Today I got a hit of what my days will be like once the rainy season ends.  This morning the sun cut through the clouds on my way to the Bueatown school to try and meet with the principal there.  She was not there and I found out that school was not a high school but a secondary school - oops - they also don’t have any internet connectivity.  Given these two things the prospects of moving into this school seem slim.  However, we know we want to maintain a connection to the school - or any school really - so, we’ll see how we can stay engaged.

YAN - despite the very hard work and many efforts of previous fellows is still establishing itself in Buea.  We have a great relationship with the school we began our program in; but, it is still a struggle to establish relationships with appropriate new schools. 

The number one rule of international development is to work smarter not harder.  This means finding projects that can be sustainable; partners who can build your work one year to grow the next year.  This means YAN doesn’t want to just expand - YAN wants to expand in places where our programs will be worthwhile, impactful, and sustainable. 

It reminds me of a conversation I had with a Peace Corps volunteer who was passing through from the North West.  She, after over two years in country, was a bit disillusioned with the whole development industry.  She observed water pumps not being maintained and beneficiaries she worked with who asked for computers when there was barely enough electricity to light the room.  Sadly, this is not an uncommon story.

But, not unlike the sun a month before the rainy season ends there are small rays of hope you have to cling to in this industry.  Here in Buea the water pumps are maintained.  Every first Wednesday the community of Buea, organized by neighborhood, meet together to clean them up, chat about life, and take some collective action.  Whether it was the government or a foreign NGO that set up this system - I don’t know.  It doesn’t matter.  What does matter is that the people are participating.  Someone, at some point, explained what was needed to bring fresh water to the community and the community responded.  They picked up the torch and moved forward.

YAN’s program is no different from a water pump project in this respect.   Teaching high schoolers about social networking and making documentaries is an otherwise superfluous task when you think about the mountains of challenges facing the poorest children in this city.  Unless, you believe in the ability of these children to see the value and take up the social responsibility along with the social networking.

There is no question - the young people of Cameroon are isolated from one another geographically and culturally; whether you are talking about the French speakers verses the English speakers; or, if you are speaking of the difficulty and expense for the average Cameroonian to travel from Buea to the capital.  This isolation might make a child here feel like the problems she is facing are unique to her community alone.  She may feel it is impossible to take action against these challenges because she feels like she must do so alone.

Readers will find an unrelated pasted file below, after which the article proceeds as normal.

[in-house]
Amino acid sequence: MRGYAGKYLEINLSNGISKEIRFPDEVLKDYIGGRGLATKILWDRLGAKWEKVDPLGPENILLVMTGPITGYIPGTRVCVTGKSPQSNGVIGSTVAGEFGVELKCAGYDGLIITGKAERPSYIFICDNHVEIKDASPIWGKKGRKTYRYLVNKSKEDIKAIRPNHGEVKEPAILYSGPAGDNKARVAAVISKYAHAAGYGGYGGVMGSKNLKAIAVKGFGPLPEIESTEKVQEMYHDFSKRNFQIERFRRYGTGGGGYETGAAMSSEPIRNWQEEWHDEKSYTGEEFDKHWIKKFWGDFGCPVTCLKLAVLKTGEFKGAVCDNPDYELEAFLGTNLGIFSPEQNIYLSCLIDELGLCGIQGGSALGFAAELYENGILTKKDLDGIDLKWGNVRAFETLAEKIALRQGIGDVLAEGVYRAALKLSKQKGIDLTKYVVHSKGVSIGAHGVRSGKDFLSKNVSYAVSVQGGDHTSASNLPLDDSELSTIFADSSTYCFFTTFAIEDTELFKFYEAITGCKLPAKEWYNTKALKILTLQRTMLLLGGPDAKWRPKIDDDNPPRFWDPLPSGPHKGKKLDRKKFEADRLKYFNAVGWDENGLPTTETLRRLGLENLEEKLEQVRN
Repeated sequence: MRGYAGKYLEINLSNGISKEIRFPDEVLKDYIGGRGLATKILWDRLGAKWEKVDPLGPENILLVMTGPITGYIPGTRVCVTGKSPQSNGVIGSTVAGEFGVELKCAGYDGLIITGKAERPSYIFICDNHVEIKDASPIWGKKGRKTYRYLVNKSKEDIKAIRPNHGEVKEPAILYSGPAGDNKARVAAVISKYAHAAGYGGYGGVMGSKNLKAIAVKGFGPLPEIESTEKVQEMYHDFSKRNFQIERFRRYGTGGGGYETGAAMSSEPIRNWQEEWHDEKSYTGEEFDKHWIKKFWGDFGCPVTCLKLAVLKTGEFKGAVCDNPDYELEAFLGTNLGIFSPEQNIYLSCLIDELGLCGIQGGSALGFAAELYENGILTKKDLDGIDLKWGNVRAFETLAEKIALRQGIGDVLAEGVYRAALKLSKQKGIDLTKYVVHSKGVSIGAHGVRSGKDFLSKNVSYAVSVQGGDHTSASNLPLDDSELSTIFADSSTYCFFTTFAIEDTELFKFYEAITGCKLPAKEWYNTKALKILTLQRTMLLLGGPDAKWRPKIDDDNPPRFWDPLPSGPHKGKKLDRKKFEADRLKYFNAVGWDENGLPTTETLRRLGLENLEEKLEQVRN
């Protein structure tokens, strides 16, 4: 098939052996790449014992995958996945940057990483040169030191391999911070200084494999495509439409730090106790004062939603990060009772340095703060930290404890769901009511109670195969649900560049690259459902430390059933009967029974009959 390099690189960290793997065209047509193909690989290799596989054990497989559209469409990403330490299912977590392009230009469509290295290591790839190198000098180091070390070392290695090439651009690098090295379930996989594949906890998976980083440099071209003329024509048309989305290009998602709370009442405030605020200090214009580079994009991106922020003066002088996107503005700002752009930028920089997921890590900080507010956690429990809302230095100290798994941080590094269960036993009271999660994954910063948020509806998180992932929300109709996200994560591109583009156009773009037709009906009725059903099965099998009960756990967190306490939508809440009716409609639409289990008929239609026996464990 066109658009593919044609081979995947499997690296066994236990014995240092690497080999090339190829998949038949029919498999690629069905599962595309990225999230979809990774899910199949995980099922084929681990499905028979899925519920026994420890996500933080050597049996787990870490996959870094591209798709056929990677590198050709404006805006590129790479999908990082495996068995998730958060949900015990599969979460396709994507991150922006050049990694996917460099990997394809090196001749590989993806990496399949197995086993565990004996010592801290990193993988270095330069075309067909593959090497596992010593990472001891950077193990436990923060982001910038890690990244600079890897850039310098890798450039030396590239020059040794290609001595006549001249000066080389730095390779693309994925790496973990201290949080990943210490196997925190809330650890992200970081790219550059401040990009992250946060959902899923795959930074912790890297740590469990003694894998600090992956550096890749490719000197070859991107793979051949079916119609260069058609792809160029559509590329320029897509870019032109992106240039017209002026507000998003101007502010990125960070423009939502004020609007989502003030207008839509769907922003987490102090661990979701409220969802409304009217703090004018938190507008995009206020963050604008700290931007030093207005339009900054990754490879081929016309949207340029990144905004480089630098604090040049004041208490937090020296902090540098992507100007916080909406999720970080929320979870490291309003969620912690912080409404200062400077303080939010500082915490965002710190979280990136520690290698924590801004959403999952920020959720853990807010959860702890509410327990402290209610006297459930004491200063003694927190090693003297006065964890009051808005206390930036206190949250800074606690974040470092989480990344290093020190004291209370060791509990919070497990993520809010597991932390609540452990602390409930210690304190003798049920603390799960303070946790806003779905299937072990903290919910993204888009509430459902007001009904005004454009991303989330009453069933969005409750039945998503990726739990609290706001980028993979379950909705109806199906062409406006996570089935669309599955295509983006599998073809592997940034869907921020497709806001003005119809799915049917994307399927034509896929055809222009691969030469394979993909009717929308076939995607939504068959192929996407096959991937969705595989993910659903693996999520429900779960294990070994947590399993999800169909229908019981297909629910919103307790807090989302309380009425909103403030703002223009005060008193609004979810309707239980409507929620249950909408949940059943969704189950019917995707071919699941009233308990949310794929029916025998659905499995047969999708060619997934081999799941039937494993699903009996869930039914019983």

There in lies the critical importance of YAN’s program - connecting students with the national and global community to discuss these issues and - where warranted - take collective action for change. 

Walters reported to me that last year there was a protest at the University of Buea about the prices of food and gas.  Eight students were killed in this otherwise peaceful community - an event a man like Walters will surely not forget as he enters university himself.  All I could think of was the sacrifice of those students - and of those like them all over the world.  Those who are successful in their protest and those who are not.

Collective action is not a catch-all solution to the problems facing Buea; but, I can’t help but believe that if students at all the universities across Cameroon were protesting in solidarity together the outcome may have been different.  I cannot help but know that the issues facing the people of Buea are similar to those faced in Douala and Younde.  That if these students are able to connect with one another; share ideas, challenges, and struggles - then they have much more power then they do alone.

While the revolution in Egypt seems distant to the people of Buea there are lessons applicable here:  use what technology has to offer to make the distance across this country smaller and make communication faster.  Connect with those who are not like you and learn from the connection.  History is not made by the Mandela’s and the Ghandi’s we revere - but, instead by the people who worked with them both out of self interest and in solidarity.  It is made by the student who connects with the furniture maker who then both attend an event and broadcast it to the world where others can learn about their struggle and take action themselves.

YAN is empowering the future leaders of Cameroon - those diverse children who have only ever known one President in their lives and one way of living - by connecting them to the global community, each other, and to local leaders making mini-revolutions across the country.  In doing so YAN is  setting the stage for home grown change.  It is a heavy task for these kids - even if right now they think they are just learning how to make movies.  I see the light breaking through the clouds and when the sun comes out it will indeed be a beautiful day.